27: Chemical, petroleum and coal products 54 100 601 1,623
28: Non-metallic mineral products - - 25 53
29: Basic metal products - - 3 8
31: Fabricated metal products 5 11 252 301
32: Transport equipment 7 10 - -
33: Other machinery and equipment - - - -
34: Miscellaneous Manufacturing 0 1 - -
Total 69 113 888 1,944

Source: Australian Waste Database
Notes: 1. Includes both Adelaide and Outer Adelaide

Comparison of the mean and maximum quantities generated in Adelaide and Sydney indicates that the quantity of waste oil available for collection varies significantly from year to year. Whilst this may be influenced by the quality of primary data, it may also indicate that the market is subject to periodic fluctuation.

Comparison of the total volume for manufacturing industries in Table 5.5 with the total volume for all industry sectors in Table 5.2 indicates that the manufacturing sector accounts for 80% of the average annual volume of contaminated oils transported in Sydney. The percentage indicated for Adelaide is significantly lower, being 5%, however the large volume of waste oil that was not allocated to particular industry divisions may have significantly skewed this percentage.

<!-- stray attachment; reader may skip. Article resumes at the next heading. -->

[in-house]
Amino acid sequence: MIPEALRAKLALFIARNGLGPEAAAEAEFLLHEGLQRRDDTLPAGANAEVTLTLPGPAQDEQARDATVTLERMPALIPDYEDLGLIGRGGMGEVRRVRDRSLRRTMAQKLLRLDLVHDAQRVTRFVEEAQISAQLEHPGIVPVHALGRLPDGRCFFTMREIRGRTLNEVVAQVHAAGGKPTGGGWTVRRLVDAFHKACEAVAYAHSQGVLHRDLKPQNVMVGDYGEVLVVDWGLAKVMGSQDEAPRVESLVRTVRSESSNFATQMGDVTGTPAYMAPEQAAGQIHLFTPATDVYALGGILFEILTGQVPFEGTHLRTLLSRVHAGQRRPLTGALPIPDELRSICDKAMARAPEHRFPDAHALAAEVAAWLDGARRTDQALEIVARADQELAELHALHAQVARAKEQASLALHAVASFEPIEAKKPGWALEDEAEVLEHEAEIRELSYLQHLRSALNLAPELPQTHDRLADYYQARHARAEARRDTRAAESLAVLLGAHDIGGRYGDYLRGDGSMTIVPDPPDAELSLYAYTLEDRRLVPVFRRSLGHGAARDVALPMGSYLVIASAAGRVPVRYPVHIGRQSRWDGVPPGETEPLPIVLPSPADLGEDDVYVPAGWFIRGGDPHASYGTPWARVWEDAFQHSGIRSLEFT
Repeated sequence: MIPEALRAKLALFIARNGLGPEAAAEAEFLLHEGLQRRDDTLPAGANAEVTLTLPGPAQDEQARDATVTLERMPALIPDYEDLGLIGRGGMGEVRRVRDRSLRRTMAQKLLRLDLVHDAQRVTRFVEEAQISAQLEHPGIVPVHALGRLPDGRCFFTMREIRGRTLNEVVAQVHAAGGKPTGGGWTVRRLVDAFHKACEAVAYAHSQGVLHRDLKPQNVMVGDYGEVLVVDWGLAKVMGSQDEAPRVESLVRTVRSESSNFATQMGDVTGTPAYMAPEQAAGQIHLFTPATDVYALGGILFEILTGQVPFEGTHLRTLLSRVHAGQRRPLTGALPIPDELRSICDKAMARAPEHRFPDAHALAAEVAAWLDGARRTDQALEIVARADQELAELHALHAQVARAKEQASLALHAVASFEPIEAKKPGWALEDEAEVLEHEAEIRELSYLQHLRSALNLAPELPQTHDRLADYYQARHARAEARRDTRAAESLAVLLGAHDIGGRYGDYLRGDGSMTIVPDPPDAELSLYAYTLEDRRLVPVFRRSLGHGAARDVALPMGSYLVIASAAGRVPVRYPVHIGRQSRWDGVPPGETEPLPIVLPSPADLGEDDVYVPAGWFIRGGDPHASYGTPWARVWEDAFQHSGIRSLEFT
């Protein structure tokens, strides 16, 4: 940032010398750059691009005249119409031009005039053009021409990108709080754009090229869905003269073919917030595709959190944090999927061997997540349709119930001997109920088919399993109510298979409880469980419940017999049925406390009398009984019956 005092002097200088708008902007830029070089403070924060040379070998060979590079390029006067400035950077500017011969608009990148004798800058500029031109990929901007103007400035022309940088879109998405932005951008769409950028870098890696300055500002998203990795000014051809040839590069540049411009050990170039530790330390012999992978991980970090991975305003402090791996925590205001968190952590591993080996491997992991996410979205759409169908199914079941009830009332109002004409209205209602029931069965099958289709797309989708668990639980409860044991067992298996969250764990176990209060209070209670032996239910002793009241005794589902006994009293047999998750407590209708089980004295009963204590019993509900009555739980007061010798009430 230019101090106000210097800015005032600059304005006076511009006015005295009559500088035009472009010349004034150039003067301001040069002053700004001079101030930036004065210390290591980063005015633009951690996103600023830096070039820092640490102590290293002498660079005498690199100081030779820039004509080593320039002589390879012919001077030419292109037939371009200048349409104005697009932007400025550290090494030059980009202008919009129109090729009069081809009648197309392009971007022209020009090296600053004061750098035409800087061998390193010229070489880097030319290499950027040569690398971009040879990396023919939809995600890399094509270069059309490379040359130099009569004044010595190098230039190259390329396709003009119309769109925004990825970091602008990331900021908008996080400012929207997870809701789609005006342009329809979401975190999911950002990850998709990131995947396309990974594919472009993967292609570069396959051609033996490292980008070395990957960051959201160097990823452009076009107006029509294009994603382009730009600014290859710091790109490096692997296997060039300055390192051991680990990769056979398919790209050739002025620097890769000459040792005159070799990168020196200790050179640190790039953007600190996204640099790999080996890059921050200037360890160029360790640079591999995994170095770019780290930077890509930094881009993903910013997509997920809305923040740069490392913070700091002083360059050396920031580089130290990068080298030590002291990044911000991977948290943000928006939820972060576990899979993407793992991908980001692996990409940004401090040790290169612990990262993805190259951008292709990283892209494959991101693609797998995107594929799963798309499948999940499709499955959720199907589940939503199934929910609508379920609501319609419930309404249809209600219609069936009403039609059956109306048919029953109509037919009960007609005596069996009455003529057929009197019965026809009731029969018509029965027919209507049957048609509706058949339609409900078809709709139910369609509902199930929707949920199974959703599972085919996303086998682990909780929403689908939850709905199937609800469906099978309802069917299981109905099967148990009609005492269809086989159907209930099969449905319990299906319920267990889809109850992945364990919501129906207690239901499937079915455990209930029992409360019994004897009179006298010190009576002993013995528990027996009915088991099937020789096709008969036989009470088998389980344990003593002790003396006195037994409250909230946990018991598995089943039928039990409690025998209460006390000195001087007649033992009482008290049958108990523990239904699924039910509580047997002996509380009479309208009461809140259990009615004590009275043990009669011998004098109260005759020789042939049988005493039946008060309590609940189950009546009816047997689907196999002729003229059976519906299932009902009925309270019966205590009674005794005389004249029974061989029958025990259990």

5.3.2 Disposal by Households

A survey of disposal methods used by households conducted in March 2000 indicates that approximately 447,000 surveyed households took their used automotive oil to a business or a shop (ABS 2001a). This represents approximately 43% of all households disposing of used automotive oil, and is a significant increase from the 23% observing the same practice in 1996.

This increase may be the result of an expansion in the availability of used oil collection services at businesses and shops. Additionally, increased awareness of used oil as a resource and the environmental consequences of inappropriate disposal of such a resource, may have encouraged people to be more proactive in sourcing used oil collection facilities.